"And then I had to [learn to] do everything. We can’t have experts anymore. We can’t have people who are experts in something and work in silos. Because we’re so small we need people who have one or two [areas of expertise], and wide breadths of interests and skills."
—Square Enix Montreal Programmer Antoine Routon
Square Enix Montreal has been widely praised for its work on the Go series of games, which have adapted the AAA machinations of Hitman, Tomb Raider, and now Deus Ex into a set of mobile puzzlers.
According to a new profile from The Verge’s Andrew Webster, that praise was very needed, as when Square Enix Montreal pivoted from working on big Hitman games to exclusively mobile titles, morale dropped as employees left to keep working in AAA games.
But in that exodus, Webster writes that Square Enix found an advantage by reforming itself to work more like an indie team. In their profile on the studio, programmers like Antoine Routon say the success of Hitman Go was because people like him had to exit their various silos.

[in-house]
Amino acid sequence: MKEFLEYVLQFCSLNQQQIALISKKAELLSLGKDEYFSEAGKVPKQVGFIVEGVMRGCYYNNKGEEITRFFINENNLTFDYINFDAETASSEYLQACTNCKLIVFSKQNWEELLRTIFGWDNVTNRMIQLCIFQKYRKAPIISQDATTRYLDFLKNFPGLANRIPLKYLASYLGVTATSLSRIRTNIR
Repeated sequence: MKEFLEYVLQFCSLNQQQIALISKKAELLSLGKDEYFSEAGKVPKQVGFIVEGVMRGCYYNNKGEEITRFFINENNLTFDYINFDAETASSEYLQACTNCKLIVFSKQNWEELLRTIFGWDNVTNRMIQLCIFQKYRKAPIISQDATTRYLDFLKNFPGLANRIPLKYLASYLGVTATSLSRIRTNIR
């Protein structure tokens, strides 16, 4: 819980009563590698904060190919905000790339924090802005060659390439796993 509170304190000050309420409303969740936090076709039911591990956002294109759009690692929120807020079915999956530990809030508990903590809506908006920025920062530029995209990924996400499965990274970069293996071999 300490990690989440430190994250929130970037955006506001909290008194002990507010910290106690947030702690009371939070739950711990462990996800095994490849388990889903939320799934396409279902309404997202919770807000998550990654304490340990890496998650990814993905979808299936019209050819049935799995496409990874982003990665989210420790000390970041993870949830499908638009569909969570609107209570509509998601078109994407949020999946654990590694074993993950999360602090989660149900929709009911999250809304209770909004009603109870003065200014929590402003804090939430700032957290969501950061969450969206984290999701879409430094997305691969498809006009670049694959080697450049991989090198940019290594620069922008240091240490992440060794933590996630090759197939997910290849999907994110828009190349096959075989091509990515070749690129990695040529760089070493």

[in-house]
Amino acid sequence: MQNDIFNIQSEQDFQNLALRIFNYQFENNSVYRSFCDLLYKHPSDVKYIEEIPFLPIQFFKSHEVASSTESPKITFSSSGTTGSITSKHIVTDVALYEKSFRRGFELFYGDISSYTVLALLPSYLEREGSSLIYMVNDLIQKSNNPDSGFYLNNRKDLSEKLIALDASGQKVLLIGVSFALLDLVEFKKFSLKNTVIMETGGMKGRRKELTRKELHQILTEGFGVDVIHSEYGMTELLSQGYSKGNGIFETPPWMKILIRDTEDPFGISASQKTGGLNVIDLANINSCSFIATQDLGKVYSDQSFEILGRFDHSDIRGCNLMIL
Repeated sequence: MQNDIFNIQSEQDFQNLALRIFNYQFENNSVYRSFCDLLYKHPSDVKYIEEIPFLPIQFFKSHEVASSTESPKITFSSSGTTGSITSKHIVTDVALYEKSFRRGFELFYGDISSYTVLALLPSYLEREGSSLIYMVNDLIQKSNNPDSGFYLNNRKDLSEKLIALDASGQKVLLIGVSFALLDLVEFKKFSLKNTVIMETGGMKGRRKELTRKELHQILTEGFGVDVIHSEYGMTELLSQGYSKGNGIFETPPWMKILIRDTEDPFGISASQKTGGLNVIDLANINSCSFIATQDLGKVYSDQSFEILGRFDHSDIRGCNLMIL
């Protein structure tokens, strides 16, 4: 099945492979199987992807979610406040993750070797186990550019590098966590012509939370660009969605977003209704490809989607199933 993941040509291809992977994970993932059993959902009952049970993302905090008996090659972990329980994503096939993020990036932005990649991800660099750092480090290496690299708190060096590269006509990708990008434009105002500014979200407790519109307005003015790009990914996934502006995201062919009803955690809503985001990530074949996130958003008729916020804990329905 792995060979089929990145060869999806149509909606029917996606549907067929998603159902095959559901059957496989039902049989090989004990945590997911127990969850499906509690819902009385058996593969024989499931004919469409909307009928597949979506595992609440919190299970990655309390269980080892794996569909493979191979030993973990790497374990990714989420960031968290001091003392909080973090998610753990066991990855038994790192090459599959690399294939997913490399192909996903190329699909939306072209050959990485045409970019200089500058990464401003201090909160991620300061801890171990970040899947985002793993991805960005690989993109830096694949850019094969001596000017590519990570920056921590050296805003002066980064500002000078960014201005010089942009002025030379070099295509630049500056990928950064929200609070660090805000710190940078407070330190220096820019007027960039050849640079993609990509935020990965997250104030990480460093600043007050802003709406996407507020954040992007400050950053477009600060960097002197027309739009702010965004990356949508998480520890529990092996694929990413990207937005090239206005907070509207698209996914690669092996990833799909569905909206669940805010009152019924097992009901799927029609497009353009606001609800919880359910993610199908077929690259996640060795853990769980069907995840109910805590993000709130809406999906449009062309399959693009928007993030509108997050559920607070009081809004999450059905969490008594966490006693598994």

Before, Routon was an animation programmer. On Hitman Go, he had to become a general programmer. Routon says this way of making games was a better process for the Go series, and argues that it’s a better way to make smaller games with studio polish.
“The only reason why we can act this way is because we’re small,” says Routon. “Our way of working wouldn’t work if we were massive.”
Webster also talks to former Hyper Light Drifter programmer Teddy Dief and producer Dominic Allaire about their experiences at the studio, and their testimonies further explain how Square Enix Montreal’s structure, (which includes a mostly empty office on account of the team gathering around one window), helps them make innovative games.
Allaire, in particular, highlights the fact that this process also opened the door for Hitman: Sniper, which apparently is the studio’s highest-earning game. But more importantly, it allowed Allaire and Routon’s teams to come together to collaborate on Deus Ex Go’s new live features.
For more insights on the studio behind Square Enix’s Go series, be sure to read the full piece over on The Verge.